Admin l Saturday, February 18, 2017
WARWICK, New York, United States – Jehovah’s Witnesses have been awarded Four Green Globes rating, the highest rating by the Green Building Initiative, GBI for environmental friendly design of their new headquarters in New York.
The headquarters was completed in August 2016. The Jehovah’s Witnesses headquarters buildings were picked among the 65 buildings given the highest GBI rating from 965 projects in the United States.
“Out of 965 projects nationwide, only 64 buildings have received the highest rating of Four Green Globes. For Jehovah’s Witnesses to receive Four Green Globes for all seven of their buildings at Warwick is remarkable. This accomplishment represents a very high level of commitment to water, energy, and environmental efficiency,” Shaina Weinstein, senior director of engagement for GBI, stated.
According to GBI, all seven of the Witnesses’ headquarters buildings eligible for consideration scored at least 90 percent, equivalent to Four Green Globes.
The GBI is a nonprofit organization dedicated to accelerating the adoption of building practices that result in resource efficient, healthier and environmentally sustainable buildings and it provides ratings in sustainable design and operation for newly constructed buildings.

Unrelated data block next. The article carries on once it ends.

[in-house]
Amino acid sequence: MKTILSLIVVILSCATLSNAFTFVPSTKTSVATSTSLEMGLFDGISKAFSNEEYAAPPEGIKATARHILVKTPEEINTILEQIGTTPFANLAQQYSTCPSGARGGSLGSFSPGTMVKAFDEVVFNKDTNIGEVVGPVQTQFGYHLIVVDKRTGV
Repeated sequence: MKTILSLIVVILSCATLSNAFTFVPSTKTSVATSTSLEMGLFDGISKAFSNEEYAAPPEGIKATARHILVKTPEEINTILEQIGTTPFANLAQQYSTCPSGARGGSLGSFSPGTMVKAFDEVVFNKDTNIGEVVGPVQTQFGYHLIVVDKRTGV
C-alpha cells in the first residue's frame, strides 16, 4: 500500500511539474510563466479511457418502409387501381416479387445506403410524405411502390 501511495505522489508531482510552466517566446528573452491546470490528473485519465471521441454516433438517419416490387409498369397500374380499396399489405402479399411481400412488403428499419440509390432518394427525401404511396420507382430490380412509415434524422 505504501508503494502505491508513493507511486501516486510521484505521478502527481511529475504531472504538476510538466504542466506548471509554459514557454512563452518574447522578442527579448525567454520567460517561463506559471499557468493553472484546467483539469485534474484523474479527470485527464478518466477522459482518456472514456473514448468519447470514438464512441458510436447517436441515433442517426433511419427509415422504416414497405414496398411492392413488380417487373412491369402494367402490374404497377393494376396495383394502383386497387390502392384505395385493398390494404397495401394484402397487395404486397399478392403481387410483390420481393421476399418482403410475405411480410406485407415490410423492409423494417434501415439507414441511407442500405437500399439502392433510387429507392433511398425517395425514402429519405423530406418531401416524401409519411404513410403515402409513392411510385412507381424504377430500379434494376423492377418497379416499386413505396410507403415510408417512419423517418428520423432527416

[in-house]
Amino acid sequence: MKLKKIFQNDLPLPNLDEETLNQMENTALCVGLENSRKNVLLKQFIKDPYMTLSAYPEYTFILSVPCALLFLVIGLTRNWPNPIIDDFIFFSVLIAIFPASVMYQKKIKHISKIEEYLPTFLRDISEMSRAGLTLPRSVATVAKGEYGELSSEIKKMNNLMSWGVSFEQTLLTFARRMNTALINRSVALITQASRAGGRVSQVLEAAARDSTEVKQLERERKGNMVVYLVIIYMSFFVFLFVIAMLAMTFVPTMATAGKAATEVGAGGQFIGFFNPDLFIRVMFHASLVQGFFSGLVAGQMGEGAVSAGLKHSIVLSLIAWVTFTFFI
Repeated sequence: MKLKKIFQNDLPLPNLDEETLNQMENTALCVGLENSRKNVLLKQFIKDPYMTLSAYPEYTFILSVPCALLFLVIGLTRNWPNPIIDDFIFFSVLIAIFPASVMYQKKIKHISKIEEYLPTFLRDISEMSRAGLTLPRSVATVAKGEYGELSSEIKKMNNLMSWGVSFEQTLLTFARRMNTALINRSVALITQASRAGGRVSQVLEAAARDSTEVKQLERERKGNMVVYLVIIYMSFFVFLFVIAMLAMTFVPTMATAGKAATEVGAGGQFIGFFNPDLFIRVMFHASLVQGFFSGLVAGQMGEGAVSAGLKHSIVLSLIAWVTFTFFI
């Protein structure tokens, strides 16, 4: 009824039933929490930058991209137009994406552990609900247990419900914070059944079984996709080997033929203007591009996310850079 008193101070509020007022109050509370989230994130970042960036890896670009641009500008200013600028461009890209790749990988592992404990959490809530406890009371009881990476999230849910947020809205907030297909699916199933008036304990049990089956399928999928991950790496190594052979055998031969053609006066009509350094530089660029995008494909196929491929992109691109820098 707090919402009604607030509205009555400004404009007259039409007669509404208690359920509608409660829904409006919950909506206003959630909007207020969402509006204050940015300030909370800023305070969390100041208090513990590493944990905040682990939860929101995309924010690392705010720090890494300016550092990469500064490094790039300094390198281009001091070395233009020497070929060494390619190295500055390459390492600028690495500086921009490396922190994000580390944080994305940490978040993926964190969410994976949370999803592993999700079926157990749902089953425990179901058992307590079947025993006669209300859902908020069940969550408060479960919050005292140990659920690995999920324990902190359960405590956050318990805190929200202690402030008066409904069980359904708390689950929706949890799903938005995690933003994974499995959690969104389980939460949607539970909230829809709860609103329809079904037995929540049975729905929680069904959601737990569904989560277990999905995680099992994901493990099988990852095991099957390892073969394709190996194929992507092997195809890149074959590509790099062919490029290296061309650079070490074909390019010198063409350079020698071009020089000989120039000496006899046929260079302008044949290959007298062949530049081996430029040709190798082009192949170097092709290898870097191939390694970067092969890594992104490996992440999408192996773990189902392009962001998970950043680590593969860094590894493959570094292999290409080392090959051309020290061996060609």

“ As part of the rating process, a third-party expert in the field conducts an on-site assessment to verify GBI’s findings”, the agency said on its website.
David Bean, sustainable design coordinator for the Witnesses’ facilities in the United States, comments: “We appreciate these awards, which testify to the dedication of all involved to construct a campus that exemplifies many sustainable design features—a campus that integrates gracefully and appropriately into Sterling Forest State Park.”
The green roof of the Offices/Services Building, composed of native flora planted in a growing medium over a waterproof membrane. Storm water runoff from the building is treated on-site to reduce strain on the public water infrastructure.
The Witnesses’ strategy included preserving the trees on the property and incorporating felled trees into the construction project.
“I appreciated the decision to mill the trees that were cut down to clear the site and reuse them in the new building designs,” says Jeffrey Hutchinson, former park manager for Sterling Forest. “The environmental aspects of what the Witnesses have done are excellent.” Shaina Weinstein also comments, “In our opinion, the Warwick project exemplifies what environmentally conscious design and construction are all about.”
Richard Devine, who was chairman of the Witnesses’ Warwick Construction Project Committee, explains: “For decades, our organization has maintained the aesthetics of our properties in Brooklyn. Now we look forward to maintaining our eco-friendly facility in Warwick and preserving the existing beauty of Sterling Forest.”